Having found relevent photos to use as a guide, we can now create swatches that will help us to recreate the colours, for example of the uniforms, on the B&W image. Here, you can see that the sampled colours from the above photos have been applied to the B&W image as reference colours. On Affinity Photo these are on a seperate top layer. From left to right we have uniform lows, mids and highs, in the centre facial colours again from lows, though mids to highs and on the right, the colours sampled from the door of the barracks, again lows, mids and highs. Amazingly, this is all we need to begin the fascinating process of recolouring the B&W image.

As previously mentioned, the process of applying the colours from the swatches is done using a Gradient Map. For example, in the case of the skin colours we simply sample the colours above setting the low on the gradient map (which is in red) to the darkest shade, the mid colour (green) to the mids and the lightest colour to the highligh (blue) colour. This is perhaps better explained by the reference image below which shows the default colours applied to the image. Here red depicts shadows, green depicts the mids and blue depicts the highlights in the original B&W image. Of course we aren’t just talking about 3 tones, you can add as many points on the gradient map as you like by simply sampling colours between low and high and adding them to the map.

This all being said, let’s take a look at where the image is right now as I write this article so I can talk more about the process and the refinements that I still need to make. In this image, I have applied four gradiant maps. One is applied to the uniforms, another to the skin tones, a third to the buildings and finally, a fourth to the roofs. Of these I am least happy with the ashphelt roofs and will revisit this shortly to lower the harshness of the blacks and to add some texture.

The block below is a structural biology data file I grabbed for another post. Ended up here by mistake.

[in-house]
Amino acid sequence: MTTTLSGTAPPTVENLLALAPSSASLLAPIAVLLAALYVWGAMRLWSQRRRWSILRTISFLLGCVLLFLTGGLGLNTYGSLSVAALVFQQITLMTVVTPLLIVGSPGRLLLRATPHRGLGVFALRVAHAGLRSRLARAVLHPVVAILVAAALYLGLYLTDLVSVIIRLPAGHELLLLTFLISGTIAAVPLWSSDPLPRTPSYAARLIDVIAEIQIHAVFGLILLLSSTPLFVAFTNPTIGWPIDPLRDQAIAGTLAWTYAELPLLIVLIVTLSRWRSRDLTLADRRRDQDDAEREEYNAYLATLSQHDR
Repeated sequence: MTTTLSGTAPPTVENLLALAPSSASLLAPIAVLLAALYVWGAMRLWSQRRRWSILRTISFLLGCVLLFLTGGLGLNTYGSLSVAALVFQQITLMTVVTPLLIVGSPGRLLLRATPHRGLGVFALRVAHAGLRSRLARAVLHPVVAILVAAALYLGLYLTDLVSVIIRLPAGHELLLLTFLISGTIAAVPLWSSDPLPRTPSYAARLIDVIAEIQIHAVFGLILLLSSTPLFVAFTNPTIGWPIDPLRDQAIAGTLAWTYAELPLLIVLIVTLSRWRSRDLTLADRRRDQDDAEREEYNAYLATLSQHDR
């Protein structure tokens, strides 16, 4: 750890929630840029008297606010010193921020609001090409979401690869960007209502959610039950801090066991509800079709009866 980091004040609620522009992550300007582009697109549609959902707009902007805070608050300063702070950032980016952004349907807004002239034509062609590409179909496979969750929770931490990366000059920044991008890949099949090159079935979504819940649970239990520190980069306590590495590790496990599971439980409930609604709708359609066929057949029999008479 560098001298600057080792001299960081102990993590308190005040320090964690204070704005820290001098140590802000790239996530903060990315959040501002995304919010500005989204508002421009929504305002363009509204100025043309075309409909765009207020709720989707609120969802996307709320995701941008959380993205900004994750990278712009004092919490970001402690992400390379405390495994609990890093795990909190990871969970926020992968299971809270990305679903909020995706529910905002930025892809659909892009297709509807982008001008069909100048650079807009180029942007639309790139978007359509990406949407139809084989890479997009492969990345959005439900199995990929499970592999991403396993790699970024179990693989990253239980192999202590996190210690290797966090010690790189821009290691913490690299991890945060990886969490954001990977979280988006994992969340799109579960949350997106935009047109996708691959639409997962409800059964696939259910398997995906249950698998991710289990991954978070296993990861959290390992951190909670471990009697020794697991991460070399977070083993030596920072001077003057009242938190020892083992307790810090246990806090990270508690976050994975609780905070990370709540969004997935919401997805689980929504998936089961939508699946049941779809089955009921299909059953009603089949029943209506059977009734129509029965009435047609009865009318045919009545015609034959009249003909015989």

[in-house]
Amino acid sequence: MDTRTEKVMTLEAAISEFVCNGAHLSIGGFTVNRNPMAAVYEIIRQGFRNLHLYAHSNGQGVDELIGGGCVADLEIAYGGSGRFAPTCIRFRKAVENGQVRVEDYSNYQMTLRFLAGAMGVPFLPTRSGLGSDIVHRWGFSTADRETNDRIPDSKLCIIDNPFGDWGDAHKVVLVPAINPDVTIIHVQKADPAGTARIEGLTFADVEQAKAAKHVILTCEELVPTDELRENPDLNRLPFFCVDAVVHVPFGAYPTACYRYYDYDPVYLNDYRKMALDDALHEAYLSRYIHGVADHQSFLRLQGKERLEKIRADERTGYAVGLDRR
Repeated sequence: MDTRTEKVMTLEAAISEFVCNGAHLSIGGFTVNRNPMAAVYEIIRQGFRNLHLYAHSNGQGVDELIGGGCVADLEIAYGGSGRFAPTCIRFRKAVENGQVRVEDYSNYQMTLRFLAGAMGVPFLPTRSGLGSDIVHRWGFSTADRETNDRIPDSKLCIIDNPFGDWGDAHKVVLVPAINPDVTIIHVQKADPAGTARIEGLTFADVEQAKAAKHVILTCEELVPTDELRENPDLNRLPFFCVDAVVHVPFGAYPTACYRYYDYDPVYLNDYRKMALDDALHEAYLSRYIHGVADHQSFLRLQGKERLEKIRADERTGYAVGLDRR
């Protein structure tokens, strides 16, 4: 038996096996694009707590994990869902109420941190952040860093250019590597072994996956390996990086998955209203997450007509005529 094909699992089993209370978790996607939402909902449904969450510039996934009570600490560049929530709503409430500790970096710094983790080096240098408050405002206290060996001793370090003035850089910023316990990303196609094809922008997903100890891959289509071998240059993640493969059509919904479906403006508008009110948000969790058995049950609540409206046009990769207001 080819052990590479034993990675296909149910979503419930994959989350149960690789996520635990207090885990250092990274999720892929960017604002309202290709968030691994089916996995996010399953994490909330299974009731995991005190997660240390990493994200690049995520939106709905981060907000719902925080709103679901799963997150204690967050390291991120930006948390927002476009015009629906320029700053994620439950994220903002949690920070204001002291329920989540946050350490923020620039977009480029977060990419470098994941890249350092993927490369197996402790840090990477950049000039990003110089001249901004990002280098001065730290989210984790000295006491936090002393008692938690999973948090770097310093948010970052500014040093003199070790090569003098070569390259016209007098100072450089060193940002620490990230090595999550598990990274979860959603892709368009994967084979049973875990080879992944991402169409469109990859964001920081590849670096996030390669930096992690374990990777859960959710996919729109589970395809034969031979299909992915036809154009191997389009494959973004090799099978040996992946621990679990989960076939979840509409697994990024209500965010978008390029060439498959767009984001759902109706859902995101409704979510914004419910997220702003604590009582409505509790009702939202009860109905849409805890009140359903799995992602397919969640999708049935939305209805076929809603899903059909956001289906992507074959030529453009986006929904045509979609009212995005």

I chose to create this article to inspire others to have a go. We all have family photo treasures, many in B&W, and in my view, simply adding colour to a face immediately brings it to life. The last time I saw my grandfather was 40 years ago but looking at his face here, irrespective of the fact that the resolution of the image is terrible, it immediatly bought back wonderful memories of spending precious time with him when I was a boy. Master builder, mandolin player and a great father and grandfather, as is so often the case we don’t know how good things are until we lose them.

Affinity Photo is an amazing image editing tool. Serif offer a short trail period if you wish to give it a go. With special offers, Affinity Photo can be purchased for about £25 which is basically stealing. If you do decide to try it though, my suggestion is to persevere as if it was your only editing tool. You can’t pick up and put down Affinity as you can something like Luminar Ai or even Lightroom, it requires practice and patience. Put the effort though in and you’ll be rewarded by some some amazing editing tools on which to build real editing ability.